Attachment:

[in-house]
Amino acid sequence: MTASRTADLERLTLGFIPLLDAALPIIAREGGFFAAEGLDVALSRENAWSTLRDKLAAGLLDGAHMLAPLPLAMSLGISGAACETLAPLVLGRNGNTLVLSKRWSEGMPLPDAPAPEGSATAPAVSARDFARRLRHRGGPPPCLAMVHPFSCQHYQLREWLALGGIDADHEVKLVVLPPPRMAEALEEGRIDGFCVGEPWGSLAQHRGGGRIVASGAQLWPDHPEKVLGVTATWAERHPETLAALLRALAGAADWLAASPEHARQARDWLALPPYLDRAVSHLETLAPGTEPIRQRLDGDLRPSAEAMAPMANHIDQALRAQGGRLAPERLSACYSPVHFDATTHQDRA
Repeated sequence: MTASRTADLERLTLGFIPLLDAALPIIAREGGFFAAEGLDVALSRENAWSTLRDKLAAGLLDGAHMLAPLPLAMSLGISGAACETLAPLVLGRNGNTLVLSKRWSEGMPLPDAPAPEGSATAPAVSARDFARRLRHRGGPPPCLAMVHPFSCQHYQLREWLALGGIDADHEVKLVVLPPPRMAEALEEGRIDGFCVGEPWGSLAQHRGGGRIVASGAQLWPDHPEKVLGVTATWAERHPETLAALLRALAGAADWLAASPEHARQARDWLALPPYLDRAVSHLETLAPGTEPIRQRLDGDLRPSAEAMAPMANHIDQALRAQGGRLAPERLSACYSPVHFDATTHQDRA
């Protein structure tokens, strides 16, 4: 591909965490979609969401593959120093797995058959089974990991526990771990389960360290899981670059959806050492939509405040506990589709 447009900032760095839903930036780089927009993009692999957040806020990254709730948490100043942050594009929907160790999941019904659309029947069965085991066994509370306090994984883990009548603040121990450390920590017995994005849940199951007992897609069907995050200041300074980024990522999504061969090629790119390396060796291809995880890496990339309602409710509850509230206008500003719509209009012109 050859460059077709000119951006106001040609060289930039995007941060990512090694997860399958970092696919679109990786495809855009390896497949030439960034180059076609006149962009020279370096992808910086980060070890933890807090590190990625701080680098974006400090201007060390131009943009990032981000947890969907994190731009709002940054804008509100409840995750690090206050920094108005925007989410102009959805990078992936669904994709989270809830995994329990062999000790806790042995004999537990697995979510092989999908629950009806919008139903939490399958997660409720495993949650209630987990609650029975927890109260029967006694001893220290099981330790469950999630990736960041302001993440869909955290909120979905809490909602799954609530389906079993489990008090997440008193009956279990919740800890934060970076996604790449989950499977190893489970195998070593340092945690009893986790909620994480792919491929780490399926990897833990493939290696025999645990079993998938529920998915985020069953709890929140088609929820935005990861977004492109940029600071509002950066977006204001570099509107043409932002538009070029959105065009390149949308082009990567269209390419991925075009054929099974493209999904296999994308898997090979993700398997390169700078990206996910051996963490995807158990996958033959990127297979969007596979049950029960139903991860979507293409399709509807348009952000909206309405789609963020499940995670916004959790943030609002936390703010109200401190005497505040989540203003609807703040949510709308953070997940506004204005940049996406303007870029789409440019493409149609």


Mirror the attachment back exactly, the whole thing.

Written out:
[in-house]
Amino acid sequence: MTASRTADLERLTLGFIPLLDAALPIIAREGGFFAAEGLDVALSRENAWSTLRDKLAAGLLDGAHMLAPLPLAMSLGISGAACETLAPLVLGRNGNTLVLSKRWSEGMPLPDAPAPEGSATAPAVSARDFARRLRHRGGPPPCLAMVHPFSCQHYQLREWLALGGIDADHEVKLVVLPPPRMAEALEEGRIDGFCVGEPWGSLAQHRGGGRIVASGAQLWPDHPEKVLGVTATWAERHPETLAALLRALAGAADWLAASPEHARQARDWLALPPYLDRAVSHLETLAPGTEPIRQRLDGDLRPSAEAMAPMANHIDQALRAQGGRLAPERLSACYSPVHFDATTHQDRA
Repeated sequence: MTASRTADLERLTLGFIPLLDAALPIIAREGGFFAAEGLDVALSRENAWSTLRDKLAAGLLDGAHMLAPLPLAMSLGISGAACETLAPLVLGRNGNTLVLSKRWSEGMPLPDAPAPEGSATAPAVSARDFARRLRHRGGPPPCLAMVHPFSCQHYQLREWLALGGIDADHEVKLVVLPPPRMAEALEEGRIDGFCVGEPWGSLAQHRGGGRIVASGAQLWPDHPEKVLGVTATWAERHPETLAALLRALAGAADWLAASPEHARQARDWLALPPYLDRAVSHLETLAPGTEPIRQRLDGDLRPSAEAMAPMANHIDQALRAQGGRLAPERLSACYSPVHFDATTHQDRA
């Protein structure tokens, strides 16, 4: 591909965490979609969401593959120093797995058959089974990991526990771990389960360290899981670059959806050492939509405040506990589709 447009900032760095839903930036780089927009993009692999957040806020990254709730948490100043942050594009929907160790999941019904659309029947069965085991066994509370306090994984883990009548603040121990450390920590017995994005849940199951007992897609069907995050200041300074980024990522999504061969090629790119390396060796291809995880890496990339309602409710509850509230206008500003719509209009012109 050859460059077709000119951006106001040609060289930039995007941060990512090694997860399958970092696919679109990786495809855009390896497949030439960034180059076609006149962009020279370096992808910086980060070890933890807090590190990625701080680098974006400090201007060390131009943009990032981000947890969907994190731009709002940054804008509100409840995750690090206050920094108005925007989410102009959805990078992936669904994709989270809830995994329990062999000790806790042995004999537990697995979510092989999908629950009806919008139903939490399958997660409720495993949650209630987990609650029975927890109260029967006694001893220290099981330790469950999630990736960041302001993440869909955290909120979905809490909602799954609530389906079993489990008090997440008193009956279990919740800890934060970076996604790449989950499977190893489970195998070593340092945690009893986790909620994480792919491929780490399926990897833990493939290696025999645990079993998938529920998915985020069953709890929140088609929820935005990861977004492109940029600071509002950066977006204001570099509107043409932002538009070029959105065009390149949308082009990567269209390419991925075009054929099974493209999904296999994308898997090979993700398997390169700078990206996910051996963490995807158990996958033959990127297979969007596979049950029960139903991860979507293409399709509807348009952000909206309405789609963020499940995670916004959790943030609002936390703010109200401190005497505040989540203003609807703040949510709308953070997940506004204005940049996406303007870029789409440019493409149609």